Although the Black Cherry Puppet Theater is known around town for its eye-popping performances and award-winning school residencies, the puppetry group was never meant to be more than a summer job for five students from the Maryland Institute College of Art (MICA).
“I don’t think we had a vision beyond making a puppet show that we could tour to recreation centers during the summer and make money,” says Michael Lamason, the nonprofit’s executive director.
He had never seen a puppet show when he founded the group in 1980 with Bill Haas, Rick Weiss, Corliss Cavalieri, and Michael Richardson. But by the end of that first summer, Black Cherry had put on 107 shows.
For the next decade and a half, the group performed puppet shows and hosted workshops at after-school programs and recreation centers around the region before putting down roots in Hollins Market in the late 1990s. The unfinished space, which sports a series of psychedelic splashings, as well as a mural by visual artist Espi Frazier, has worn many hats during its decades on Hollins Street, including a puppet theater, a live music venue, and, most importantly, a springboard for young talent.
Black Cherry affiliated artists Jennifer Strunge and Valeska Populoh were students at MICA when they joined the theater, and now Strunge runs the after-school workshops. Populoh, who now teaches in MICA’s Fiber Department, co-founded the theater’s fast-selling Puppet Slamwich series.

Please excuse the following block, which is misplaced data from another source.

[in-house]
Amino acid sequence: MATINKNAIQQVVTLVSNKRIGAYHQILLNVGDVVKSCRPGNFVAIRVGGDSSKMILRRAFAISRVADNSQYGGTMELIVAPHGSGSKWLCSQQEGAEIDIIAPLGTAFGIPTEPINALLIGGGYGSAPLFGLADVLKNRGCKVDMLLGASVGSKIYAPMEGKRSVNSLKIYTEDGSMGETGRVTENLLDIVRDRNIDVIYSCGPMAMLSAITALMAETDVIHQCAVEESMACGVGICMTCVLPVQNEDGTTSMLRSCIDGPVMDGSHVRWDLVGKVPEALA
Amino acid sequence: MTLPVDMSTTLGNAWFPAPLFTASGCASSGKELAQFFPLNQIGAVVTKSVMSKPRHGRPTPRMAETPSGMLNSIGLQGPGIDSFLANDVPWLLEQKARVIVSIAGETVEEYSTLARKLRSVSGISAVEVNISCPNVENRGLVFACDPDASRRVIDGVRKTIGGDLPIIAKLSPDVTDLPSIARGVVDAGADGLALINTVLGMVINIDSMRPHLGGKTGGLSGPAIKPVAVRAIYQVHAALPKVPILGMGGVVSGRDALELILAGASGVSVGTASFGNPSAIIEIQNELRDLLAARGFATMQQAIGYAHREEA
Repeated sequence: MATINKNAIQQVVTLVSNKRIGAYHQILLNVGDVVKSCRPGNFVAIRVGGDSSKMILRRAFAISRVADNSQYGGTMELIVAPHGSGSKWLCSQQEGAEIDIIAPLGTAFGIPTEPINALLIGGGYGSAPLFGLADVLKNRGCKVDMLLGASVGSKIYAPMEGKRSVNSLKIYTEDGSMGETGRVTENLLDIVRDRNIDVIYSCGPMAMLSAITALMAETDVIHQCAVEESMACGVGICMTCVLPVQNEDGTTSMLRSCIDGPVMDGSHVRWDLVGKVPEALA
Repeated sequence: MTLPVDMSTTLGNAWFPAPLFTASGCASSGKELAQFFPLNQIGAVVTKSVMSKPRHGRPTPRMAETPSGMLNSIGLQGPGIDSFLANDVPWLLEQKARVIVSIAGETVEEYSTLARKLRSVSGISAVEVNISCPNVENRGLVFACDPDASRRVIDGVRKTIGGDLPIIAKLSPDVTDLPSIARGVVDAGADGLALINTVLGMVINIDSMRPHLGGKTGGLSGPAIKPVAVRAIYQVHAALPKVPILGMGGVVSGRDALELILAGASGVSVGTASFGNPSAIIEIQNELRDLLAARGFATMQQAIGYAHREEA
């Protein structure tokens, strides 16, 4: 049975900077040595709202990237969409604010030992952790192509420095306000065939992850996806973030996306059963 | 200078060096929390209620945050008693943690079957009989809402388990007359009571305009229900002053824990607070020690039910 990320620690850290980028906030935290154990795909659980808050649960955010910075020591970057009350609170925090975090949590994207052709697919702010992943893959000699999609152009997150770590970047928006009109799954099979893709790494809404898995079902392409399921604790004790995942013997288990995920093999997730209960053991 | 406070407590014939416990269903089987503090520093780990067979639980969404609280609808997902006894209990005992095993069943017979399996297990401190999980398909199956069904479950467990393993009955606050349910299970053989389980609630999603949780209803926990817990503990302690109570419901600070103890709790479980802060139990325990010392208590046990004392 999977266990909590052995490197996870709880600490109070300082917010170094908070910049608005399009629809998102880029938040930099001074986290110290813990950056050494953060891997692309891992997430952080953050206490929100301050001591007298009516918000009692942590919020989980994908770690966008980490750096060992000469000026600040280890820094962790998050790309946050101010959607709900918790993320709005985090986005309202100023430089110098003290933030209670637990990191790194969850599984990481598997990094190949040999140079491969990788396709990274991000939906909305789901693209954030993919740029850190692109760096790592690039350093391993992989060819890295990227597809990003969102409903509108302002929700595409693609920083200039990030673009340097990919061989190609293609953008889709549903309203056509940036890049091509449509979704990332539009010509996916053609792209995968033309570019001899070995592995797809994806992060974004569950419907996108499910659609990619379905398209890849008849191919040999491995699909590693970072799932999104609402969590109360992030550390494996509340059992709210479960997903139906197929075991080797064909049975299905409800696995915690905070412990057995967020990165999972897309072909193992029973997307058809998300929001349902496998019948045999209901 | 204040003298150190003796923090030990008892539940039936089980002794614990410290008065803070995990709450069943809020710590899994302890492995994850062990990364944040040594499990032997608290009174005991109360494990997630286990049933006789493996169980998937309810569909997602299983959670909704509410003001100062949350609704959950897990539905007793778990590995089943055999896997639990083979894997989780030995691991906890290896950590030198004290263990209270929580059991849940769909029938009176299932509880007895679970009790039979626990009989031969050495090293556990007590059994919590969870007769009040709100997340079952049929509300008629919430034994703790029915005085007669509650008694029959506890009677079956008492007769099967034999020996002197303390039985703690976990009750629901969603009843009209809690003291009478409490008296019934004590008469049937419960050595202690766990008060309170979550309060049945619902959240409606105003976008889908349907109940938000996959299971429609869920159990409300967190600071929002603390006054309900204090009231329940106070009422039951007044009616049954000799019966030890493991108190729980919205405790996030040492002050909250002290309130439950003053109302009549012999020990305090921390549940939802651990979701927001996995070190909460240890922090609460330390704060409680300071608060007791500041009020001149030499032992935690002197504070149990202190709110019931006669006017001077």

“Many of us have cut our teeth on puppetry in that space,” Populoh says.“A lot of people have given their free labor and time to Black Cherry because it’s been such an important resource for us.” Strunge agrees, calling the theater, “a place for connoisseurs of cardboard and lovers of scrappy inventions to support each other.”
Lamason hopes that sentiment will continue for years to come. For now, the theater continues to perform virtually until stay-at-home orders are lifted. But planned renovations slated for later this year include adding a new bathroom, ticketing area, and upstairs studio to give the next generation of puppet masters an improved performance space to last the next 40 years.
Now 62 years old, Lamason says he won’t be putting away his puppets anytime soon.